We then went into the cafe and decided it was too expensive a couple of people had decided to bring their own lunch and it was cold outside at the time so the debate was where can we go indoors and eat where they would not object to some of us eating our own food inside. the first place I could think of was a shopping centre inside with a Marks & Spencer or something for those who didn’t bring any food like myself to buy something however near the London eye we found a MacDonald’s. the one thing unique about that MacDonald’s was the fact that it labelled the calorie content of all their products. I was surprised the Big Mac was only 400 and something however I did enjoy my big tasty burger with bacon even though it was 980 nearly 1000 calories we decided there was plenty of time to do something else.

I suggested we went back on the 91 bus got the top front seats as it included us seeing parliament, downing street and we also would have got a tour of prisons on the way back as we would have passed both Holloway and Pentonville on that route and it would have taken us to the doorstep of the A.F.K building, the only thing was that due to diversions we couldn’t find it. however we did get to walk past horse guards parade where Hisba had her photo taken next to a guard on horse, Colin made a comment about how it would be embarrassing if the guard fell off the horse.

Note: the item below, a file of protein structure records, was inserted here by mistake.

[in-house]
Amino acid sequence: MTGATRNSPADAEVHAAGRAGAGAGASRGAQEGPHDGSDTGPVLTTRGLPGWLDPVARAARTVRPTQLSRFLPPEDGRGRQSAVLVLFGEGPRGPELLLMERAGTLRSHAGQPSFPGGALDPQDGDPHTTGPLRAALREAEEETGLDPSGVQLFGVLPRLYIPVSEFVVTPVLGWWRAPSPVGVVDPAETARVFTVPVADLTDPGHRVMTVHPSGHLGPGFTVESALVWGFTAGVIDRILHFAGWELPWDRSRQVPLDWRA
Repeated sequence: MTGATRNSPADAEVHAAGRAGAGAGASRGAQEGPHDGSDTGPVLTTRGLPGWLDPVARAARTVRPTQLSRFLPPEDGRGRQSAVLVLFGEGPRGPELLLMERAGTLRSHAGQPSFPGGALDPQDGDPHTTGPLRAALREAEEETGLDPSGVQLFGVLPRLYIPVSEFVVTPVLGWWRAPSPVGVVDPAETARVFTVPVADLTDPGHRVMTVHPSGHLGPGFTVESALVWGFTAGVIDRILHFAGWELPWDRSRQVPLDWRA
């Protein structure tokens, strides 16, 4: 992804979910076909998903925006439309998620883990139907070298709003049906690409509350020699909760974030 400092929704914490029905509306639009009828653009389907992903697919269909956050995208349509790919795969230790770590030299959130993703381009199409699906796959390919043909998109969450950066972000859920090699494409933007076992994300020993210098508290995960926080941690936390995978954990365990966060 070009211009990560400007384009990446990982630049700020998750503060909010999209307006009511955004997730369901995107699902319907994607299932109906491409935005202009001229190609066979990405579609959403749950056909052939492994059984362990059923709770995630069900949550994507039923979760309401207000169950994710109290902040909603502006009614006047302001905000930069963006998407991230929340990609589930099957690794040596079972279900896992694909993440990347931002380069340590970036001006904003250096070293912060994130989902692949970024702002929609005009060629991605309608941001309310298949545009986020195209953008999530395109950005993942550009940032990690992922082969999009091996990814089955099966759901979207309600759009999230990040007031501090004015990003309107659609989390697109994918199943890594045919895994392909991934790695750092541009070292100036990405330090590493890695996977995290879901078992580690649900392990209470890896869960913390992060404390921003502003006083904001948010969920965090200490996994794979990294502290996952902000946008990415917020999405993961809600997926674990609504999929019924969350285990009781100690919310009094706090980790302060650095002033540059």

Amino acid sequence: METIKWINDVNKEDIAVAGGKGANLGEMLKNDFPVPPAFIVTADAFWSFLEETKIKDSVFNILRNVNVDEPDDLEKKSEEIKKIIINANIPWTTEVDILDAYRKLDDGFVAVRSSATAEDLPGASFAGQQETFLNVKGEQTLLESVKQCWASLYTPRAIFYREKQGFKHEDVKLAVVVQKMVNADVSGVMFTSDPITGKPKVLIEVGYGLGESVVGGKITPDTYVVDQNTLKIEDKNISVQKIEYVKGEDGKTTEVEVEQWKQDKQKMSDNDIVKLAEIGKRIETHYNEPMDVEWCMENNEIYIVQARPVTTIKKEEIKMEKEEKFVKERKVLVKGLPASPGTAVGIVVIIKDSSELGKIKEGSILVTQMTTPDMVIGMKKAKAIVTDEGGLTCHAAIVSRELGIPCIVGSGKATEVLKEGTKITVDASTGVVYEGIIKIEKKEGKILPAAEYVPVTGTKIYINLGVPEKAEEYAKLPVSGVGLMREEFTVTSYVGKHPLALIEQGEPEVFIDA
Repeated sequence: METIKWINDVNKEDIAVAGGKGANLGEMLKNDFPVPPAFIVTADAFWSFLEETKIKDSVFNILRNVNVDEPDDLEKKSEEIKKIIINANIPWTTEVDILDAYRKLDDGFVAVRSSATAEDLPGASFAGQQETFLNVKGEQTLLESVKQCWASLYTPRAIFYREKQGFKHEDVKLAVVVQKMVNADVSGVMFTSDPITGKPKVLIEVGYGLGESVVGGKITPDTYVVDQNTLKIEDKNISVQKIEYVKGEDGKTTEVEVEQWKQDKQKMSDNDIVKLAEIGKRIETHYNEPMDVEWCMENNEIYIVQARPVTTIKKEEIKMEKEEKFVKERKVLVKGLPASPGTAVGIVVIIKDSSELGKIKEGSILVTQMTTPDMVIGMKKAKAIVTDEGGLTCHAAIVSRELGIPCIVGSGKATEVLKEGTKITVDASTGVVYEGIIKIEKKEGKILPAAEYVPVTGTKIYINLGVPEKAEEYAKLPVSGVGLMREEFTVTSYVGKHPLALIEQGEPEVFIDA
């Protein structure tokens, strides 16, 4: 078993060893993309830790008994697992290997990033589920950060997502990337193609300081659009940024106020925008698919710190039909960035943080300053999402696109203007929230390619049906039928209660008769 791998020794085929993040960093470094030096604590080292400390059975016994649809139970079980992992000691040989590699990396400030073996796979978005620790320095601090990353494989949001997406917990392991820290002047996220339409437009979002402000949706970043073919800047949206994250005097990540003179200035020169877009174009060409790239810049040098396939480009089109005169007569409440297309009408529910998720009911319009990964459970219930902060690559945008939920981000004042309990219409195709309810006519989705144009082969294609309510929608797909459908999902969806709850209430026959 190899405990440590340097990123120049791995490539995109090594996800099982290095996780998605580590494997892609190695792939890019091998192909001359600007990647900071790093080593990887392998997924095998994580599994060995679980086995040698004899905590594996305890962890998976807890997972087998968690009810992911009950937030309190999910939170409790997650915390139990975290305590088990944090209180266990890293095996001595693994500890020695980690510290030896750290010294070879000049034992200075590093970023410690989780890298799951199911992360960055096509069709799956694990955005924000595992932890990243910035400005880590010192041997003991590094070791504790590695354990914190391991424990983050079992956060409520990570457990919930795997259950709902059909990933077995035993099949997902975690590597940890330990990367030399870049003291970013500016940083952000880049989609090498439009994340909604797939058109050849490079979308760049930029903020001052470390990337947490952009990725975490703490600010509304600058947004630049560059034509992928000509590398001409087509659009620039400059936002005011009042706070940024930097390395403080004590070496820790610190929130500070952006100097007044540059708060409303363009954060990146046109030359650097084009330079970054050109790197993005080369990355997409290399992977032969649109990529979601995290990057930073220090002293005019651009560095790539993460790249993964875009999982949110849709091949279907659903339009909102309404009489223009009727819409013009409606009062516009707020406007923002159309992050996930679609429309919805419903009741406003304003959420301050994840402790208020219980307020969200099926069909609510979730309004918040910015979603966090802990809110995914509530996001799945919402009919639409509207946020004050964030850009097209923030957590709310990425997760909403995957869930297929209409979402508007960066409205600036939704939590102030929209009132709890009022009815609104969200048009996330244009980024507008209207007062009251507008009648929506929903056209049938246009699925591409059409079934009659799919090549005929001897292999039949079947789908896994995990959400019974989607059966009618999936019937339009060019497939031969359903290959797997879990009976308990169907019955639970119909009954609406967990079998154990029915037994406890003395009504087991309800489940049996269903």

then we went to see downing street then we walked to Piccadilly got the tube then the train back to Hornsey where I saw Hisba with an apple so I told her she should have given the horse some earlier she seemed to laugh but also object at the same time. We arrived at the A.F.K building at 2pm just as if it were a normal working Wednesday.

When the Mayor of Haringey Came to Action For Kids
13/12/2008

Cutting the ribbon

Cutting the ribbon

 

About a month or two ago, the Mayor of Haringey came to open our newly aquired gatehouse. Everyone was there – and I mean eveyone. Everone from the Cheif Executive to the numerous volunteers. There was a real buzz in the office before the opening. Before the grand opening. At about noon, a very smart car pulled up – the mayor had arrived! So, everyone gathered around the entrance of the Gatehouse.  Two hours later, the Gatehouse was open and everone was celebrating. I then showed the Mayor around our office along with some of the others.

Me meeting the Mayor

Me meeting the Mayor

 

 

Students celebrating the opening

Students celebrating the opening

Blogged by Toby